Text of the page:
Matthew, Chapter 17, Verse 5
While he was still speaking, behold, a bright cloud cast a shadow over them, then from the cloud came a voice that said, “This is my beloved Son, with whom I am well pleased; listen to him.”
Christmas is ultimately about faithfulness. The faithfulness we celebrate is not ours but God’s. Despite Adam and Eve’s bad choice in the garden of Eden, Cain’s murder of his brother Abel, and the sins of Noah’s generation, God did not forget. Even, though mankind sinned greatly at Babel, Sodom and Gomorrah, and Jacob’s sons against Joseph when they sold him into slavery, God remembered. After the Exodus, the Jews grumbled against Moses over the forty years he led them through the desert. Under the Judges, Israel thought not of God but only longed for a King. Though Saul became filled with his power and even the beloved David strayed from God’s law, the Lord God renewed his oath to David and his descendants. Though eventually both kingdoms of Israel would betray God, live for themselves and worship the idols of foreigners, God remained true. While many forgot Him in their exile, and after their return took up the ways of their neighbors, God remembered what he had uttered to Adam and Eve. While the Maccabees and their descendants (including Herod) tried to raise up a new nation of Israel that thought only of power and independence, God did not forget. On a cold night in Bethlehem, through a young virgin aided by her courageous spouse, a child was born. The Word of God himself took on our flesh. In that moment God kept his promises to all generations who had come before the child, and all who would come after. God would redeem mankind from its sins. Once again man would be given the possibility to live according to God’s plan. Human beings would know their true dignity. In human life the Spirit of God would dwell anew. Christmas is ultimately about faithfulness, because it is about love. Though we turned away from God as a people, he never stopped loving us nor did his love for us ever despair. Because he has loved us in his Son, we can love Him and one another. As we prepare for this Christmas night, let us embrace faithfulness born of God’s love. Let us be faithful to our families and spouses, true friends. May we always honor the Word of God who has come to dwell in us. Let us never dishonor this child by lies, or jealousy, anger, or greed. Let us pray to be faithful as God has been faithful to us. Then may we know the truth of Christmas night: Peace, Joy, Hope and Love.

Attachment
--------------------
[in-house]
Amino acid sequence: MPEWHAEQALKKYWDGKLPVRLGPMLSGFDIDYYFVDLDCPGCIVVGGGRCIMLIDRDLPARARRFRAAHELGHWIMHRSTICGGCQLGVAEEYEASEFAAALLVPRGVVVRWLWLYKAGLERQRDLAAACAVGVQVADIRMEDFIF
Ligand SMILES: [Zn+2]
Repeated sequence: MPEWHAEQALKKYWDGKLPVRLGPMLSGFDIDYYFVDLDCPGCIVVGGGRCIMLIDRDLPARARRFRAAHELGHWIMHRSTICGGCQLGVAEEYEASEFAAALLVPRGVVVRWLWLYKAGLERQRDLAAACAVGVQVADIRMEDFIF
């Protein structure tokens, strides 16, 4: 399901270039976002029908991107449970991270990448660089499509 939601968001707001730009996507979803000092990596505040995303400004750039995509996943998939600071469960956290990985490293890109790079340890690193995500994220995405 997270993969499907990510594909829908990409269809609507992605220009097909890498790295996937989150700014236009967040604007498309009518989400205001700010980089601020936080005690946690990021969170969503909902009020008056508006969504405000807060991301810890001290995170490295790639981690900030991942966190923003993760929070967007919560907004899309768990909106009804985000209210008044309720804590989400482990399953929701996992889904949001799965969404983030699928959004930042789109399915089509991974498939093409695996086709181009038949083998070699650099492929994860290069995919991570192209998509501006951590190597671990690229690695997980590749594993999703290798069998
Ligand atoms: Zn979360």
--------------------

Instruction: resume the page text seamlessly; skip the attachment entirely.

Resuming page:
The Law of Love
Our Lord Jesus himself clearly taught us the first principles of Catholic morality: “You shall love the Lord your God with all your heart, and with all your soul, and with all your mind. This is the great and first commandment. And a second is like it, You shall love your neighbor as yourself. On these two commandments depend all the law and the prophets.” (Mt 22:37-40) Love, or charity, is the great commandment of the Lord. Love of God and love of neighbor are the source & summary of Catholic morality. “All the law and the prophets” flow from this starting point. This means that what love requires is the essence of all moral rules, all of the Ten Commandments, and all aspects of morality spoken of by the prophets and even by Christ himself. The only things needed are those things which love makes necessary. It is also important to say that love does, indeed, require many things! In fact, it takes only a few simple steps of logic to deduce the Ten Commandments and most of the rest of Catholic morality from this starting point. Those moral precepts describe the minimum that love requires.
“What do you mean the minimum?”